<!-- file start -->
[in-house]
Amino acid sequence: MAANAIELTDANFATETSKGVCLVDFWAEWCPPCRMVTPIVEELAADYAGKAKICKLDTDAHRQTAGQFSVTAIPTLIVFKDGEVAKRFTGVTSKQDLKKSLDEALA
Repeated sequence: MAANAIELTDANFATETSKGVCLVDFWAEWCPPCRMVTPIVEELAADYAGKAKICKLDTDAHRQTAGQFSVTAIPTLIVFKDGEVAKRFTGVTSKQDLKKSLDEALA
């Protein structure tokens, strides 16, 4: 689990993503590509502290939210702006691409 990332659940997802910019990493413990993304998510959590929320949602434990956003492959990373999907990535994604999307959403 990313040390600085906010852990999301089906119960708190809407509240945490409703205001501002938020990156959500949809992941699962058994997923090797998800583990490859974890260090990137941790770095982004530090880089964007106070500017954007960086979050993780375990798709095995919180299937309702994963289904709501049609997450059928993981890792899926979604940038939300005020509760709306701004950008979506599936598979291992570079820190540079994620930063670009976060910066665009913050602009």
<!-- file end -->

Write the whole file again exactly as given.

[in-house]
Amino acid sequence: MAANAIELTDANFATETSKGVCLVDFWAEWCPPCRMVTPIVEELAADYAGKAKICKLDTDAHRQTAGQFSVTAIPTLIVFKDGEVAKRFTGVTSKQDLKKSLDEALA
Repeated sequence: MAANAIELTDANFATETSKGVCLVDFWAEWCPPCRMVTPIVEELAADYAGKAKICKLDTDAHRQTAGQFSVTAIPTLIVFKDGEVAKRFTGVTSKQDLKKSLDEALA
């Protein structure tokens, strides 16, 4: 689990993503590509502290939210702006691409 990332659940997802910019990493413990993304998510959590929320949602434990956003492959990373999907990535994604999307959403 990313040390600085906010852990999301089906119960708190809407509240945490409703205001501002938020990156959500949809992941699962058994997923090797998800583990490859974890260090990137941790770095982004530090880089964007106070500017954007960086979050993780375990798709095995919180299937309702994963289904709501049609997450059928993981890792899926979604940038939300005020509760709306701004950008979506599936598979291992570079820190540079994620930063670009976060910066665009913050602009």